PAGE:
MEDINIPUR: Bharatiya Kisan Union (BKU) leader Rakesh Tikait on Saturday said in Nandigram that tractors will again enter Delhi the day a decision is taken by Samyukt Kisan Morcha and “a new mandi will be opened in Parliament”.
Talking to reporters at Nandigram, which is a key battleground in the West Bengal elections, Tikait accused the BJP-led government of working in the interest of corporates.
“The day Samyukt Morcha decides, a new mandi will be opened at Parliament. The crops will be sold at the minimum support price (MSP). Tractors will again enter Delhi. The 3.5 lakh tractors and 25 lakhs farmers are the same. The next target will be to sell crops at Parliament,” he said.
“Are tractors to be brought on hire? Tractors are the same, the men are the same. The day Samyukt Morcha decides, a new mandi will be opened. The next target will be parliament. Delhi should listen with ears open. Who will stop tractors?” he asked.
Tikait said Prime Minister Narendra Modi has stated farmers can sell their crops anywhere.
“I feel the mandi in parliament is the best. The farmer is outside and trader is outside, there will be purchase definitely,” he said.
Tikait had earlier appealed to voters of Nandigram not to vote for Bharatiya Janata Party (BJP) in the assembly polls.
The Samyukta Kisan Morcha held a ‘mahapanchayat’ in Kolkata against the three new farm laws enacted by the Centre.
Delhi had witnessed violence during the tractor parade on the call of farmer unions on January 26. Tractors had entered the national capital violating the agreement on the route of the tractor march.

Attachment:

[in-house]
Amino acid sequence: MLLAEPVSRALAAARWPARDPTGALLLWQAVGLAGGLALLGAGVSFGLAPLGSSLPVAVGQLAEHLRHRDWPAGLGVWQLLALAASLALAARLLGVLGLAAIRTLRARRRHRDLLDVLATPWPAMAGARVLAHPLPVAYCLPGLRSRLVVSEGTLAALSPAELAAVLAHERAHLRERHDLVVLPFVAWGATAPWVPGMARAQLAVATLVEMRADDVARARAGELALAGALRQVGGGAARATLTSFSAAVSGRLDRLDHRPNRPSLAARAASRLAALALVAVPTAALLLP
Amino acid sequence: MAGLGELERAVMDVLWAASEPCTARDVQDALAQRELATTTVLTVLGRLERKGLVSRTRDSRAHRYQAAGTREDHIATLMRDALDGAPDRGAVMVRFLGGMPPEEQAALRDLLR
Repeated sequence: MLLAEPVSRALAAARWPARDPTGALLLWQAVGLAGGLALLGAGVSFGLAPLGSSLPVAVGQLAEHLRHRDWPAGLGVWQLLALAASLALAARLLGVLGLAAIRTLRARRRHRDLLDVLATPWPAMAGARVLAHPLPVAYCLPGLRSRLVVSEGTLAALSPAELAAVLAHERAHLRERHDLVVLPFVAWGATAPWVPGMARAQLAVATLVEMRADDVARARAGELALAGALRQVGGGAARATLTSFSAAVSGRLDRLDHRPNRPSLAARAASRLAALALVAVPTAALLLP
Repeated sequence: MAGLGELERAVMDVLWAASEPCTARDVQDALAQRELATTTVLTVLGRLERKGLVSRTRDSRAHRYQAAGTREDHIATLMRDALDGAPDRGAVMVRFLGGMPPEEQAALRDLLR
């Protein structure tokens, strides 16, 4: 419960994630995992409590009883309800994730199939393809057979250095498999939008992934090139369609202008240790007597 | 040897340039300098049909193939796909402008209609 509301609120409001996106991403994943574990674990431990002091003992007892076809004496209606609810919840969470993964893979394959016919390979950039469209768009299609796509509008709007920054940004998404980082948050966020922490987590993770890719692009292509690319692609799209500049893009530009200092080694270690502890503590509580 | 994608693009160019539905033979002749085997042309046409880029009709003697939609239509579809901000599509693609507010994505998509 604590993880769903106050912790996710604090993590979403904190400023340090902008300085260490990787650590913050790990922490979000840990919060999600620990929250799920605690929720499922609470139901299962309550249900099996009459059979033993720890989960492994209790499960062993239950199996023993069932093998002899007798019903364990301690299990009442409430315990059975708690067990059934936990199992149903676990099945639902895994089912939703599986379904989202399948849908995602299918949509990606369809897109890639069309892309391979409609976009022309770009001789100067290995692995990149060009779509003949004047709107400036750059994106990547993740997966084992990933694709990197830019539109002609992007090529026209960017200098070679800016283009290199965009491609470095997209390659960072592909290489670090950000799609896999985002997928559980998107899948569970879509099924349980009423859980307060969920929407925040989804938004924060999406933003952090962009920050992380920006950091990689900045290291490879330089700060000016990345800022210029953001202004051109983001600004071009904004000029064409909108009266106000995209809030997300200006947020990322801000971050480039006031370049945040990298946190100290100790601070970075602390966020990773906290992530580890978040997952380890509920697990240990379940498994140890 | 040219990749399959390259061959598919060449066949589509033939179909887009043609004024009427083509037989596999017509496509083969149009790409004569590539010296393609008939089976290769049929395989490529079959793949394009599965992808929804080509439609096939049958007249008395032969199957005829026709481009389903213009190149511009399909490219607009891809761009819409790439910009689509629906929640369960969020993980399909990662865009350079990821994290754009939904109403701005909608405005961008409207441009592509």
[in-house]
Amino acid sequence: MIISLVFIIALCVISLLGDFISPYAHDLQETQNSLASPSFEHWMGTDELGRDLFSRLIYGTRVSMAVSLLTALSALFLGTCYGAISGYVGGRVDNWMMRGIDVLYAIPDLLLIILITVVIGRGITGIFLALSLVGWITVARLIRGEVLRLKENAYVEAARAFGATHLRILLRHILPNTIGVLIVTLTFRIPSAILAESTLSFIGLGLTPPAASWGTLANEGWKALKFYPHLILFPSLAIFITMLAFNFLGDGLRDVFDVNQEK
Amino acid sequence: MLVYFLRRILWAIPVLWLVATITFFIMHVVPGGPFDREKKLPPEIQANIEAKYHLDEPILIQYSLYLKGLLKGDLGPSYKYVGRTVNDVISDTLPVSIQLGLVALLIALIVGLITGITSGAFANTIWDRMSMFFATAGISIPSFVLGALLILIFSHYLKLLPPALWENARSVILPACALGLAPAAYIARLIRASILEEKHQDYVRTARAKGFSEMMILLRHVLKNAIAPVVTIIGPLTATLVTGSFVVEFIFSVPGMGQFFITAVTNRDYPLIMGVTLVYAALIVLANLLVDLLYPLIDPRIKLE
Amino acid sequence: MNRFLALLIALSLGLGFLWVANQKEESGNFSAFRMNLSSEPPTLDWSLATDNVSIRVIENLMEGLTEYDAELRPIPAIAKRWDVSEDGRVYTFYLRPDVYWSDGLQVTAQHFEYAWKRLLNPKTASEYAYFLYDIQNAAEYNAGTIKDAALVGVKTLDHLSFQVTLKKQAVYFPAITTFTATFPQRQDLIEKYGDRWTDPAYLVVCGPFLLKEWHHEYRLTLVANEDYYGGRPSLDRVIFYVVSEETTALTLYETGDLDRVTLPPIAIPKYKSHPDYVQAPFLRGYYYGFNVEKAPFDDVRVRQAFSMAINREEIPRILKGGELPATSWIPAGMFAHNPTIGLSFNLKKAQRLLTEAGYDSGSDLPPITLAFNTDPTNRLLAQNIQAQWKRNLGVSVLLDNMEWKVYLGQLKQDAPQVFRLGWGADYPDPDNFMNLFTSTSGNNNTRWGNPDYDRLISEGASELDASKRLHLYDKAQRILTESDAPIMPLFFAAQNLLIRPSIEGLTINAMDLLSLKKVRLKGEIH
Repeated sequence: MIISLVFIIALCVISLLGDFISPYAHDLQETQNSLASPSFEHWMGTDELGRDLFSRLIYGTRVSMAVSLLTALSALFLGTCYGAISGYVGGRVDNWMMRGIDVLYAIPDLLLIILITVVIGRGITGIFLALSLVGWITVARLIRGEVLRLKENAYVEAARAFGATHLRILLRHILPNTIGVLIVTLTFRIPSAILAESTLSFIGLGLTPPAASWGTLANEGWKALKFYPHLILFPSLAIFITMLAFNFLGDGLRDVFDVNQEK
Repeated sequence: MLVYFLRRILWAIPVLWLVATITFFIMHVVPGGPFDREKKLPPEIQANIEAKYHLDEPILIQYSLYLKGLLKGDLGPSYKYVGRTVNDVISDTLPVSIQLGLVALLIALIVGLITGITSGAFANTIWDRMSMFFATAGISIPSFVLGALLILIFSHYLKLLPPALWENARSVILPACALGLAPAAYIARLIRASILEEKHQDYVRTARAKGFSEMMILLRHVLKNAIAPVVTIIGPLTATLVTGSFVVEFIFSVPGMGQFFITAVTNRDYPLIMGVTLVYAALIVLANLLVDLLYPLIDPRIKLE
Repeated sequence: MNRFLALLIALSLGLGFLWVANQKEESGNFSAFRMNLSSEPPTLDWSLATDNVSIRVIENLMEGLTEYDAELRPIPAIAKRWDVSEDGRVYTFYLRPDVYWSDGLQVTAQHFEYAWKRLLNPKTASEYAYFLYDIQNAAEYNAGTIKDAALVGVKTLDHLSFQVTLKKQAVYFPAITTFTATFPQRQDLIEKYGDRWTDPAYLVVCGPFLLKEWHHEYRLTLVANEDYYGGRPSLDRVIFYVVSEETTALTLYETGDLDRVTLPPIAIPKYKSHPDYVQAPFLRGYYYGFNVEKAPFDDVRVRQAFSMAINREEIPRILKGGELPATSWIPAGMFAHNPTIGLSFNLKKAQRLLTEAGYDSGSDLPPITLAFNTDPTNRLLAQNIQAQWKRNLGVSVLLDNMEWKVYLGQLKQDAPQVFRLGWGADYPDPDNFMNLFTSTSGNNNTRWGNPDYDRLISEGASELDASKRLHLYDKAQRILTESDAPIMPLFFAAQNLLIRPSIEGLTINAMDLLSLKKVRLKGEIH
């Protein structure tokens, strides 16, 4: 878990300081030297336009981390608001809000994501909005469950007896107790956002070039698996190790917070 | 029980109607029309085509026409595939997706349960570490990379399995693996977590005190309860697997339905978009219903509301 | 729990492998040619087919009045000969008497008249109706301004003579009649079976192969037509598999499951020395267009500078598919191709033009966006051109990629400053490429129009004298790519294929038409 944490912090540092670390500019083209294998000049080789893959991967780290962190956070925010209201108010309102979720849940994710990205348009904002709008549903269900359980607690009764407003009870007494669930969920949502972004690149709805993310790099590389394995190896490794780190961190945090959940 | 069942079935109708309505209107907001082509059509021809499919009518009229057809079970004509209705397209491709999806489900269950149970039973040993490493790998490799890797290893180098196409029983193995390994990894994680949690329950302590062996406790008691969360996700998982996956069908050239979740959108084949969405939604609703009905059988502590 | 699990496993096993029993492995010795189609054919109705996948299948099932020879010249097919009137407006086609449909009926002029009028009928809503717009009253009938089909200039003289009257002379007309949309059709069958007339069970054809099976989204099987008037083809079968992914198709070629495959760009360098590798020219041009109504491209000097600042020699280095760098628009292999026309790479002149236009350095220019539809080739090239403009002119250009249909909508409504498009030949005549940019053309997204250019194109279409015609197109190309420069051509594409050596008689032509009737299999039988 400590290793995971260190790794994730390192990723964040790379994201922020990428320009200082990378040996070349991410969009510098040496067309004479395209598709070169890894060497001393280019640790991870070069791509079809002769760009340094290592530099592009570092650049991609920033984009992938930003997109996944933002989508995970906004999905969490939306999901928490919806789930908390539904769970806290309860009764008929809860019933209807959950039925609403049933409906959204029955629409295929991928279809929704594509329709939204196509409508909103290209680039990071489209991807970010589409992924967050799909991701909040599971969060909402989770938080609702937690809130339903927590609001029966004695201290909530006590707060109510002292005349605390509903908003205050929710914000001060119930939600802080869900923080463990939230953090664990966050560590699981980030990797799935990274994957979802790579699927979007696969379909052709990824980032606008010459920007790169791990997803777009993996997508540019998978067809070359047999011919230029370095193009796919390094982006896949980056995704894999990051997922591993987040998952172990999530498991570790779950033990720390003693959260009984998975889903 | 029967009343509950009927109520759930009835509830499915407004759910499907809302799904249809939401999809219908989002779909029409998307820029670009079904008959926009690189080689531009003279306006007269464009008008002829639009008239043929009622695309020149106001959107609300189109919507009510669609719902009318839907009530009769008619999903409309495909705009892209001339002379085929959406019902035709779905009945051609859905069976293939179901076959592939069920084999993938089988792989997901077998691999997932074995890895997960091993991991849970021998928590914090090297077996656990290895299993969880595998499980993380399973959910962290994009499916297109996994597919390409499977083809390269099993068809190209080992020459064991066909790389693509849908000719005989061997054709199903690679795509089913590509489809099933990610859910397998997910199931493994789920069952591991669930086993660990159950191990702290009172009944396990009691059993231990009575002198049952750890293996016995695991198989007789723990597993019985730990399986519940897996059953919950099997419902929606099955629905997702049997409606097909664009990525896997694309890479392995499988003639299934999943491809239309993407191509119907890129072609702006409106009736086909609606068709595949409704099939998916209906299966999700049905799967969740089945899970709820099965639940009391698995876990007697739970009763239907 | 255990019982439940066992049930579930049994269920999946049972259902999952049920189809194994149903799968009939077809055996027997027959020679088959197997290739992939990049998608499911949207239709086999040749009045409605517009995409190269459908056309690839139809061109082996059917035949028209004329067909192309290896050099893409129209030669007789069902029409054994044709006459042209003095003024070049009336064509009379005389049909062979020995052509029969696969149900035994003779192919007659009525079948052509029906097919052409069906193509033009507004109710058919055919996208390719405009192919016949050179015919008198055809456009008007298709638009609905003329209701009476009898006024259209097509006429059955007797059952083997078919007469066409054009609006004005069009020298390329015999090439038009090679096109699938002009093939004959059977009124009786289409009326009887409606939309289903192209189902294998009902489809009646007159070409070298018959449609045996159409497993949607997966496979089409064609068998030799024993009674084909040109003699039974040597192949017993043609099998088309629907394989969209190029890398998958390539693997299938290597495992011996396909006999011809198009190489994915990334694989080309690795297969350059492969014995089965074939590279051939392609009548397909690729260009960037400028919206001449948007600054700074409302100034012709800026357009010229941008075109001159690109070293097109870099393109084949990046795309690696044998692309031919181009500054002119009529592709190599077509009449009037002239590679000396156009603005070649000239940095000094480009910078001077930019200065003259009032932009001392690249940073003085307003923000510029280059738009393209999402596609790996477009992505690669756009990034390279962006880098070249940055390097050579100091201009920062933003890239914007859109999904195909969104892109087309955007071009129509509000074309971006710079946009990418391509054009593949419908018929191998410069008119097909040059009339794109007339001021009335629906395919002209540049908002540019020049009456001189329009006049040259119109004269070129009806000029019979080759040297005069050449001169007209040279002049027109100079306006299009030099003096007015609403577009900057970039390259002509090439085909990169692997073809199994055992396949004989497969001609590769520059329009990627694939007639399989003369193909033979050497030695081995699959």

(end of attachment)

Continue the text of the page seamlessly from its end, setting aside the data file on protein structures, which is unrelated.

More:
Nandigram will witness the most high-profile contest of West Bengal elections with Chief Minister Mamata Banerjee taking on her former ministerial colleague Suvendu Adhikari, who had joined BJP in December last year.
Adhikari had earlier said that BJP will defeat Banerjee by over 50,000 votes from Nandigram.
Elections to the West Bengal assembly will be held in eight phases starting from March 27 to April 29. The counting of votes will take place on May 2.
Farmers have been protesting at different borders of the national capital since November 26 last year against the three newly enacted farm laws — Farmers’ Produce Trade and Commerce (Promotion and Facilitation) Act, 2020; the Farmers Empowerment and Protection) Agreement on Price Assurance and Farm Services Act 2020 and the Essential Commodities (Amendment) Act, 2020.